Due West is joining the collection of intimate neighborhood-focused restaurants and bars dotting the idyllic cross-section of West 10th and West 4th Streets in the West Village.
In spring 2017, Andrew McLaughlin noticed that the space, which formerly housed the Mexican restaurant Diablo Royale, had become available. “When the opportunity presented itself to grab this space, I jumped on it, not necessarily having any aspirations to open a place,” says McLaughlin, who’s lived in the neighborhood for 15 years.
The bar is a collaboration between managing partners McLaughlin, Jess Goldfarb, Camilo Viafara and Joffrey Lupul, a player for the Toronto Maple Leafs. Along with executive chef Adabis Castro, the group brings collective experience from Locanda Verde, Cru, Le Bilboquet and Atrium Dumbo.
“Putting in a concept that complimented all the other great places in the neighborhood was important to us,” he continues. “We wanted to create something complimentary to L’Artusi and Empellón Taqueria — these amazing restaurants where what I always found is, if you go to dinner at L’Artusi, where do you go for great cocktails after? While many of these places are really great, they’re not as welcoming just for coming in for cocktails because of their size or their concepts.”
They’re focused on creating a space that is accessible for guests who are looking to just stop in and sit down for drinks, even during the neighborhood’s peak dinner service hours. The 65-seat space, designed by North Fork Design Co., is cozy and intimate, featuring white brick walls, navy velvet banquets and walnut wood, brass, and marble surfaces. The design elements complement one of the main selling points of the room, a wall of windows looking out towards West 10th Street. During the warmer months the windows will open onto the street, creating an al fresco dining environment.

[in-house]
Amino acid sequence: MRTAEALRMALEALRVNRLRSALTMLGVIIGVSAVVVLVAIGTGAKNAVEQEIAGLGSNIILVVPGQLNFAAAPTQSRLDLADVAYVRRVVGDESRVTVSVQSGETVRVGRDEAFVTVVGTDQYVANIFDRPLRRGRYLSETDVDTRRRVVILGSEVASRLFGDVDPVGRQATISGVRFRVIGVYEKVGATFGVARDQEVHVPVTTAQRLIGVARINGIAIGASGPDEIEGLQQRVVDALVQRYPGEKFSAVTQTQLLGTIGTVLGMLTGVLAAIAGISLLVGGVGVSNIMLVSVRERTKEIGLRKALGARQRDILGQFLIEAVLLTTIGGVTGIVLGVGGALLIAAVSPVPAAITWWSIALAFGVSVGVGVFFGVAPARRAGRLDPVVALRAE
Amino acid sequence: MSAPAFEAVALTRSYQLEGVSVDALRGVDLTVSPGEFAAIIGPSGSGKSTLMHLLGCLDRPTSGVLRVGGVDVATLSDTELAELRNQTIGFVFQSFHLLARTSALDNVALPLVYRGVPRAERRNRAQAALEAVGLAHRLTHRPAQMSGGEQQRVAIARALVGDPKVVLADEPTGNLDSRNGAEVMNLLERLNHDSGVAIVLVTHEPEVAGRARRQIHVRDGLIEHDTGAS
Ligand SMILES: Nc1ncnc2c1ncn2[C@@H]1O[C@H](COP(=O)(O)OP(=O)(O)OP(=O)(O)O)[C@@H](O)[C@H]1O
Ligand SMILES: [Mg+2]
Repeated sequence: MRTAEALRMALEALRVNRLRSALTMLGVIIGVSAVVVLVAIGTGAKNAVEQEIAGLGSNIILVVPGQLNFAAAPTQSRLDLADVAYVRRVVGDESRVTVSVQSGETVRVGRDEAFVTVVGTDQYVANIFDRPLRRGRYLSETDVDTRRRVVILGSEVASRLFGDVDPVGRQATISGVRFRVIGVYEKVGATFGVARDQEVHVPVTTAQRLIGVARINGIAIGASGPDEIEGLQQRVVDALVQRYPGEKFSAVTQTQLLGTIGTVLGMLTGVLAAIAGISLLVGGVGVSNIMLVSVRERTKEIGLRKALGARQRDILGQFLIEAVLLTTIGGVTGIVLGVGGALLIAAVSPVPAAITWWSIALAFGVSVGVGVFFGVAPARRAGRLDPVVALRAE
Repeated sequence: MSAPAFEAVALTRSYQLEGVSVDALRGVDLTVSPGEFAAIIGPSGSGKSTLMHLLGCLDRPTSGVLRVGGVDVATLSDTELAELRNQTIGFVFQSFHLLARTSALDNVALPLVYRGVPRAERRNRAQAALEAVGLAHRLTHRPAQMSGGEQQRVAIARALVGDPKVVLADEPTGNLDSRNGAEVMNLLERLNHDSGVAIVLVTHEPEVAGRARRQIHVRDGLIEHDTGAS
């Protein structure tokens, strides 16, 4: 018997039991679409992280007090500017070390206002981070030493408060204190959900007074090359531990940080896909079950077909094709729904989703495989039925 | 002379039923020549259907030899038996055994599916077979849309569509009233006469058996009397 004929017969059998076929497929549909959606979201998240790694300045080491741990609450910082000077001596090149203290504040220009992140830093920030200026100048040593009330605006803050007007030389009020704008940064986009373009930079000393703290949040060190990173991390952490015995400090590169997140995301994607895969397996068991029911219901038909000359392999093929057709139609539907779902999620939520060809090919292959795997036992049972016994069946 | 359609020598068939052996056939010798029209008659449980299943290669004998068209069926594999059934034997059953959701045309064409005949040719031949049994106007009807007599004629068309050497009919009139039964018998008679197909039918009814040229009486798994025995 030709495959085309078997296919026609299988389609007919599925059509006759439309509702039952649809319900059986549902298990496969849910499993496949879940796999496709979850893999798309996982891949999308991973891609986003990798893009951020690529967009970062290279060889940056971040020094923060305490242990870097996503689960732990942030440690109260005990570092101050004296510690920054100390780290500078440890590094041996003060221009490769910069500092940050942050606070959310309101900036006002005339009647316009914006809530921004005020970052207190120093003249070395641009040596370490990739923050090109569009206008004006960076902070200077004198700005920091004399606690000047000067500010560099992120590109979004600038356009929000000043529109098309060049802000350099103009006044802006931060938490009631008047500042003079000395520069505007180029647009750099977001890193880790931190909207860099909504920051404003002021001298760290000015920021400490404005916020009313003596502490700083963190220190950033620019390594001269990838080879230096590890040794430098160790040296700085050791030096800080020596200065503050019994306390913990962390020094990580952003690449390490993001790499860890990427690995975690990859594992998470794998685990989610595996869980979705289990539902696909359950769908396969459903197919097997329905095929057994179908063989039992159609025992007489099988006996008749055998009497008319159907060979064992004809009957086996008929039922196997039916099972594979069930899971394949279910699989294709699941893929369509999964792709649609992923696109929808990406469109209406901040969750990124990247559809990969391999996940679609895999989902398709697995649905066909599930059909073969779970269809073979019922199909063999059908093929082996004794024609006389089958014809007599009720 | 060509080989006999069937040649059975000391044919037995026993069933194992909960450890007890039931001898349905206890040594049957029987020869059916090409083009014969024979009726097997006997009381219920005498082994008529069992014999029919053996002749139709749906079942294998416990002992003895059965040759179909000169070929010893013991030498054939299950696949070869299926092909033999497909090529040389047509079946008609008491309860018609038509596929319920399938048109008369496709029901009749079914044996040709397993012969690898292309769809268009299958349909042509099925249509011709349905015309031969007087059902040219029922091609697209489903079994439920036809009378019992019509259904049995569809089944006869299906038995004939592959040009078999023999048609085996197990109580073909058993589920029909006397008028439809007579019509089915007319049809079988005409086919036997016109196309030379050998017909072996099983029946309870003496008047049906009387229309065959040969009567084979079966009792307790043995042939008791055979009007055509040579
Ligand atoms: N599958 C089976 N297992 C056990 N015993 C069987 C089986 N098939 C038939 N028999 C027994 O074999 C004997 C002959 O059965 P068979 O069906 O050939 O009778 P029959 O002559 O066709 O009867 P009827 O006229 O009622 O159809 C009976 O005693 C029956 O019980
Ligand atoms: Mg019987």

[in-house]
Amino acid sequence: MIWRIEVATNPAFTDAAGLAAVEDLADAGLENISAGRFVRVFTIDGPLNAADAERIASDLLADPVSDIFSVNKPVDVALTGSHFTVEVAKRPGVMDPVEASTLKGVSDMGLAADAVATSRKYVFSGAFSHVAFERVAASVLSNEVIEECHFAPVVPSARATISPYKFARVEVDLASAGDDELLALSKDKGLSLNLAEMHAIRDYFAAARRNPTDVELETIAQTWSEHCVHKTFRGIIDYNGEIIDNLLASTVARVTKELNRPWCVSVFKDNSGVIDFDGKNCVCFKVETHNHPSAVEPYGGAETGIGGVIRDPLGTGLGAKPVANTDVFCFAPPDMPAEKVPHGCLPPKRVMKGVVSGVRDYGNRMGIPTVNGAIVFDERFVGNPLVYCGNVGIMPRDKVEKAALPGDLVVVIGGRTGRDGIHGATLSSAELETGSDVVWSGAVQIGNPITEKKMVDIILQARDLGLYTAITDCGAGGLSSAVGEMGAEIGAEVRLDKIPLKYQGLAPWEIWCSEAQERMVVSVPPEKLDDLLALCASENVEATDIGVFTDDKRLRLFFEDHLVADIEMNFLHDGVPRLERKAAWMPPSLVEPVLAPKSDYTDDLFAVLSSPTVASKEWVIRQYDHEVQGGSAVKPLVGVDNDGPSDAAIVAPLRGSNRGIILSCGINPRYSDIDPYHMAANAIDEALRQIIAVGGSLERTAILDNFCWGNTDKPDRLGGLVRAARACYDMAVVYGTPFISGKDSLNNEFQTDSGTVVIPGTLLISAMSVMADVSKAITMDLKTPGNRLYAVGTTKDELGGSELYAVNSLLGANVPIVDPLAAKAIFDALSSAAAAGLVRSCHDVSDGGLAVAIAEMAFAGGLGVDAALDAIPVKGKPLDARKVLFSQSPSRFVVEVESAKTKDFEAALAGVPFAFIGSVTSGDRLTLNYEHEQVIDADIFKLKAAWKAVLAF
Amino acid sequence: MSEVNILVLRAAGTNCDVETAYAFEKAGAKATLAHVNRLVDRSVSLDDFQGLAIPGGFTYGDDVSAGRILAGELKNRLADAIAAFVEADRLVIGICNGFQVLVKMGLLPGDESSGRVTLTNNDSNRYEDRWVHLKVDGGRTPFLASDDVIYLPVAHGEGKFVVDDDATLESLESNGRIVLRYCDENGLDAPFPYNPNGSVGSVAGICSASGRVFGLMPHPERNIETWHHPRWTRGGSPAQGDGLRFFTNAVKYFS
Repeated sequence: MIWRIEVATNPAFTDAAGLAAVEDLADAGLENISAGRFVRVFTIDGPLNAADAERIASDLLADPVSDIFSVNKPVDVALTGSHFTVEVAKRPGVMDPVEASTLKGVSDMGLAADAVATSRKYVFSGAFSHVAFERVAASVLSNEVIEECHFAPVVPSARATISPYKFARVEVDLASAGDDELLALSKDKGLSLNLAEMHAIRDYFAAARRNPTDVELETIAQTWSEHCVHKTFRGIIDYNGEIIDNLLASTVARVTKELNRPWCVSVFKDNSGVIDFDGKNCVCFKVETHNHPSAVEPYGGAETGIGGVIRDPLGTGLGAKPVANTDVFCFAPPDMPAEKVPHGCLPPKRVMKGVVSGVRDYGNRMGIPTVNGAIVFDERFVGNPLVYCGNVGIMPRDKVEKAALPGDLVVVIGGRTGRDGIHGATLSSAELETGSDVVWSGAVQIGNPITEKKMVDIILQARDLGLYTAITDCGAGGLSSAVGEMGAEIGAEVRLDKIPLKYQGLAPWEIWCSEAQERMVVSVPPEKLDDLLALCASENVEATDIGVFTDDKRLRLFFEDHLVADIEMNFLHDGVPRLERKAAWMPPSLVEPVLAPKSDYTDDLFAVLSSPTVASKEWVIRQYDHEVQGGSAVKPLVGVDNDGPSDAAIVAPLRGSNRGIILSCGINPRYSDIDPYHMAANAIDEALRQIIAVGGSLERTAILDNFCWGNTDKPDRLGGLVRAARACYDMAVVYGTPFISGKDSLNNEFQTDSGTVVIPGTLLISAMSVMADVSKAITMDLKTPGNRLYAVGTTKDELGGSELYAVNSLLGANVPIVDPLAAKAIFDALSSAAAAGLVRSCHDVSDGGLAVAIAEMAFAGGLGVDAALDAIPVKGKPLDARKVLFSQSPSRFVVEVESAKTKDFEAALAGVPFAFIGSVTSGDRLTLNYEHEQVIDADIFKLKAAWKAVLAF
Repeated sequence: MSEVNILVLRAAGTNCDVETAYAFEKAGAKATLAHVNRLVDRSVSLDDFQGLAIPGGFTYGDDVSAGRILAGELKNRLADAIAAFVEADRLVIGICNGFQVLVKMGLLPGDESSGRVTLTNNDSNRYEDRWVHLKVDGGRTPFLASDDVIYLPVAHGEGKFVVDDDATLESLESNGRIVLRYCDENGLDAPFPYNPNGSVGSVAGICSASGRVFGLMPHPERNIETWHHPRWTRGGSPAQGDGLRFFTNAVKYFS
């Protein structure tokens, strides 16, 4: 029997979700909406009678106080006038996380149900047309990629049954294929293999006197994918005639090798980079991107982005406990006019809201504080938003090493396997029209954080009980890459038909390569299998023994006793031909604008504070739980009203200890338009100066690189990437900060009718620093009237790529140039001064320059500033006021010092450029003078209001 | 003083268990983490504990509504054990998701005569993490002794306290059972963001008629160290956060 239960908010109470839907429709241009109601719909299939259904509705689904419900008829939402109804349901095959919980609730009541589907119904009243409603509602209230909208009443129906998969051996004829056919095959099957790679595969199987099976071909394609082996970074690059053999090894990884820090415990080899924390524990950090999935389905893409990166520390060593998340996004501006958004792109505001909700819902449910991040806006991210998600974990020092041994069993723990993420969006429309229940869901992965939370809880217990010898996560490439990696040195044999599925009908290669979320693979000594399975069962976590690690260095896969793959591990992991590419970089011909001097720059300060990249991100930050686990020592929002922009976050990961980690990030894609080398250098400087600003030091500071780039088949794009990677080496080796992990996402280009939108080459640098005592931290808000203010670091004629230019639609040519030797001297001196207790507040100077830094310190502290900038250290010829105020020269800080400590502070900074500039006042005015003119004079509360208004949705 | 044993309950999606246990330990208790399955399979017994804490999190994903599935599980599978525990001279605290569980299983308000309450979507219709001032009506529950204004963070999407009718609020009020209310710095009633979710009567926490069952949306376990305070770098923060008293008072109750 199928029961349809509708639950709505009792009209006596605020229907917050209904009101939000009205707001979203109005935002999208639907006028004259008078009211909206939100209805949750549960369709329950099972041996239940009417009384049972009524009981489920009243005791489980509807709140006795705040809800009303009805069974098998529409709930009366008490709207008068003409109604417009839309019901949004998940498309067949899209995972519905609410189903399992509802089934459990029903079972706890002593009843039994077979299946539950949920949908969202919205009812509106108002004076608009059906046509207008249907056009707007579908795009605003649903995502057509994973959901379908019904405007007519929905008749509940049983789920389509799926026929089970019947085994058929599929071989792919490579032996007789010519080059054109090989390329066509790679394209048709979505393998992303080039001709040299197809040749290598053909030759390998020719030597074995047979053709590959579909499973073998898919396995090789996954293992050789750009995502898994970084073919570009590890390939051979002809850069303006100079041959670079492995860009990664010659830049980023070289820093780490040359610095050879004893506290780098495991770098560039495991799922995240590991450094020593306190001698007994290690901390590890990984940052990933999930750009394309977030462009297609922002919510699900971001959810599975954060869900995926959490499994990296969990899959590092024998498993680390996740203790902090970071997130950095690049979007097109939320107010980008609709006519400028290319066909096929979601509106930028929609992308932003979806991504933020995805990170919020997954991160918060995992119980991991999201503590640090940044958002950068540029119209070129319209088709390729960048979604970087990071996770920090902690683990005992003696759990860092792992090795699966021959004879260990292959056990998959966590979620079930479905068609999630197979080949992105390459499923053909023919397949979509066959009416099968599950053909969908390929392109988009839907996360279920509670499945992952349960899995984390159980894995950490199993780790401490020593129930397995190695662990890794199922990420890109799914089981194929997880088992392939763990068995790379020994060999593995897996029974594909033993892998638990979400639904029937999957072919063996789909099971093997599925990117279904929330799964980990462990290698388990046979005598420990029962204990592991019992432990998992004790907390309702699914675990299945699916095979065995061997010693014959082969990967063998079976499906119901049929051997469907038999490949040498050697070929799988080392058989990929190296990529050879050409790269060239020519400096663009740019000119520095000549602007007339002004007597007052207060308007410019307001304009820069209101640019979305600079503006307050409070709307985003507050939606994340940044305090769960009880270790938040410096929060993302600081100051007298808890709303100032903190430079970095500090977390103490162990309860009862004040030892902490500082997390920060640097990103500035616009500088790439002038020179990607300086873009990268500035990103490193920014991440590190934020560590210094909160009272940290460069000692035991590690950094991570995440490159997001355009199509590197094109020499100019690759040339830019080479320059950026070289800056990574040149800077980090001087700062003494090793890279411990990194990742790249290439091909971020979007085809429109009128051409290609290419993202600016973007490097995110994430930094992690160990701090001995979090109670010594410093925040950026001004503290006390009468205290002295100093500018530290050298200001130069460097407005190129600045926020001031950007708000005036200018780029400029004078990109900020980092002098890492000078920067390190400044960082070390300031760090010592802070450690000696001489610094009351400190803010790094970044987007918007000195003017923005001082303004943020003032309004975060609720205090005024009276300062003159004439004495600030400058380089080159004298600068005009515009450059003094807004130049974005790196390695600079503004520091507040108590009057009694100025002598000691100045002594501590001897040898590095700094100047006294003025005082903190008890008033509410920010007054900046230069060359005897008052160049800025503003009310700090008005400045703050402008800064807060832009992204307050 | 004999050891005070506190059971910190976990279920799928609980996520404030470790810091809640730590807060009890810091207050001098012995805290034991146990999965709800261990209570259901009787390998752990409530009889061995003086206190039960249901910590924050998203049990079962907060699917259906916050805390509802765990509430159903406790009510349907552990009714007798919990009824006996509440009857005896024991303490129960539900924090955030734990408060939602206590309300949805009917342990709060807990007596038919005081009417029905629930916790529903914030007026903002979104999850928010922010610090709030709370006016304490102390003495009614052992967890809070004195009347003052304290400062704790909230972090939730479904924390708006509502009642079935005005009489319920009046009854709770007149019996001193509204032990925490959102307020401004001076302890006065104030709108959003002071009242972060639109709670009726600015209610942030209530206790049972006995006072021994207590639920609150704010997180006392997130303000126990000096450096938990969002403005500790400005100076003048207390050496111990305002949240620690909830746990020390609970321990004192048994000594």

“We want to create the feeling that this whole space is a bar rather than just seats the six seats over there,” says Goldfarb, gesturing toward the space’s more traditional bar space tucked away from the room’s intimate micro-sections and dry bar counters along the windows.
Goldfarb heads up the cocktail program, which he describes as “elevated and fun.” Much of the menu is produced in-house, including bitters and syrups, and the team has experimented with bottling cocktails. The offerings also include a “Build Your Own Old-Fashioned” where guests can choose from a list of spirits and unexpected sugars and bitters. Castro has created an accompanying menu, including sasso chicken with foie gras and roasted fluke, as well as elevated takes on bar staples — oysters, kanpachi crudo, marinated olives.
Due West has also partnered with the Chelsea-based ACA Galleries, which will decorate the room with a rotating assortment of artwork, and the manager of music programming for SoHo House has curate a playlist. The Due West team is hoping that all of the elements add up to create a neighborhood haunt with longevity.
“Maybe you can’t identify when you’re [at a bar or restaurant] why you’re having a great time — it’s often a feel of the music and the seating. And maybe you don’t quite put your finger on why you like being there, but it’s a combination of all those things,” McLaughlin says.
Despite the linkups, the team isn’t aiming to be trendy; in the restaurant world, hot can turn cold quickly. “We really want to be a great neighborhood spot more than anything else, rather than create a place that’s just hot for a few months,” he adds.